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a peaceful protest

I was 16, and the thought of being forced to mention God as part of the pledge of allegiance was too hypocritical an act for me to play along with. Each day of high school began with this mundane recitation, as most people just stood with their hand jutting from a hip, the other dangling across their chest as they counted out the seconds until they could sit back down. They leaned against desks, and talked through it about what party and where it would be, if there would be a keg or a bonfire in the woods. I recited the words, omitting the "under God" part as a sort of half-baked protest. I was raised to flaunt my family's ramshackle atheism, as a choice of smug pride. We knew better, was the prevailing logic.

But one day, I could not stand and say any of it. It felt so rote, so hollow, so devoid of choice. There was no law that said I was required to say it. I knew this was my right, a form of free speech. My homeroom teacher was a legendary drinker, a trash-talking re…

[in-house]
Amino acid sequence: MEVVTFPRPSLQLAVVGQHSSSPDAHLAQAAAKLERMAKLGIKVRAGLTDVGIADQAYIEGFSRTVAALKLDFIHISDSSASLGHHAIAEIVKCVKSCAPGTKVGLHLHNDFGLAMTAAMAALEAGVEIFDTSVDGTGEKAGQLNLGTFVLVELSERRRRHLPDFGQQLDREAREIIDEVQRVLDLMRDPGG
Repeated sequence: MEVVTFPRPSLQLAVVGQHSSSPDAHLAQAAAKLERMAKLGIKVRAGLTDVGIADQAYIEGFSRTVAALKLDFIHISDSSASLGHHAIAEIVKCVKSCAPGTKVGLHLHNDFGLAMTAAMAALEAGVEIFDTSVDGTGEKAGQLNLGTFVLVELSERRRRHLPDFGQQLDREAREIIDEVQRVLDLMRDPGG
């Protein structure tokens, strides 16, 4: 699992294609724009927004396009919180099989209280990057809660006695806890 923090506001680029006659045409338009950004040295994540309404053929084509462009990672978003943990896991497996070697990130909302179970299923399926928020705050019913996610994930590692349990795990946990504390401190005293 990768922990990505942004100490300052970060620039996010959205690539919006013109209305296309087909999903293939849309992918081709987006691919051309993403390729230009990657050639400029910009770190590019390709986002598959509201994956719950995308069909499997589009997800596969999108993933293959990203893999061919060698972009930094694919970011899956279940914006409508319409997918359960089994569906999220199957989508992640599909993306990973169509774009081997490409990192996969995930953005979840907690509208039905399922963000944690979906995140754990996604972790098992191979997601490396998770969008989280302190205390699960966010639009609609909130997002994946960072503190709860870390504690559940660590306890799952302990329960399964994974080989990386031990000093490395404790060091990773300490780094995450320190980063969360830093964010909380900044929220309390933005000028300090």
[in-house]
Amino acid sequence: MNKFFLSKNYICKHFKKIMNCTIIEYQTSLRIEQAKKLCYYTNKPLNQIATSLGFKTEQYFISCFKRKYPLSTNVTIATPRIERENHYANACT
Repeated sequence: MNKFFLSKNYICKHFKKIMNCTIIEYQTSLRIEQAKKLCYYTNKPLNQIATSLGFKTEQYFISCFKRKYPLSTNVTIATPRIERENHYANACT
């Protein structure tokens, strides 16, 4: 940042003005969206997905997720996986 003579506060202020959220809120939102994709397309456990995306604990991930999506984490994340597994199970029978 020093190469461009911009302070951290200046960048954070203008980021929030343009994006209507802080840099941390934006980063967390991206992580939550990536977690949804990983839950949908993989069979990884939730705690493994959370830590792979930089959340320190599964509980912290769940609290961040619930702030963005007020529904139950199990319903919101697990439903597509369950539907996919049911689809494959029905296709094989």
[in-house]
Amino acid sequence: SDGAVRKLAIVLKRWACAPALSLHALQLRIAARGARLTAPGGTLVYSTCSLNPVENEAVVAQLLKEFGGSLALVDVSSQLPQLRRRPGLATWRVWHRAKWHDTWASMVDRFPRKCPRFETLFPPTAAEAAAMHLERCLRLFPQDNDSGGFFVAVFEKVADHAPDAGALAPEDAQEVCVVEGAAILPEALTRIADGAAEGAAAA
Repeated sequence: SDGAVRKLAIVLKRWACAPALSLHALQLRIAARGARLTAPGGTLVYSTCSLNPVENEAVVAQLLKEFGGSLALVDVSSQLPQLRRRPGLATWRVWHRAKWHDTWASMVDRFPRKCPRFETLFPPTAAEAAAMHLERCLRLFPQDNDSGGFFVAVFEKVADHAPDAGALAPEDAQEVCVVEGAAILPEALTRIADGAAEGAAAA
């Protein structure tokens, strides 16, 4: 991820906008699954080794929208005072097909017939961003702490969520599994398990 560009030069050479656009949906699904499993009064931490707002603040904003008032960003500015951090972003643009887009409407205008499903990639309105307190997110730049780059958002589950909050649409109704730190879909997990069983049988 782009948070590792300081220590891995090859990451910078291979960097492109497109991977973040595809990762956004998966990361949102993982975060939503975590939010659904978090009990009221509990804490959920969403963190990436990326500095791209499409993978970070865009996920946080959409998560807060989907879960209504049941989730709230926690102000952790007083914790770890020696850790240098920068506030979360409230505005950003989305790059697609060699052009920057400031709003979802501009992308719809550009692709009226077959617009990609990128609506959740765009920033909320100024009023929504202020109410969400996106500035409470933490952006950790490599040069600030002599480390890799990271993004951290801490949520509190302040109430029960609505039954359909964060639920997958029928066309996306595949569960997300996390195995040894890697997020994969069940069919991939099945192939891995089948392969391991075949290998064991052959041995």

almost


Things are slipping though my fingers. I can see them, just out of reach as they twirl in the dark. Almost, an almost. And yet at the same time, a full life, days crammed with blessings and laughter. Nights dancing in the kitchen, the baby rocking wildly in her chair, E with her big eyes in mid-thought, N with her Mona Lisa smile. A bottle of wine cracked open, special glasses on the table. There is no way to complain about anything. Impossible.

The life of the reluctant expat is a series of lessons. The opportunities are distant and slim. You have to carve them out with your bare hands if you want something to happen. At the same time, there are no distractions here. The work is that of a hermit, of messages in bottles floating inside a bubble on the other side of the moon. The unheard story, the whispered idea.










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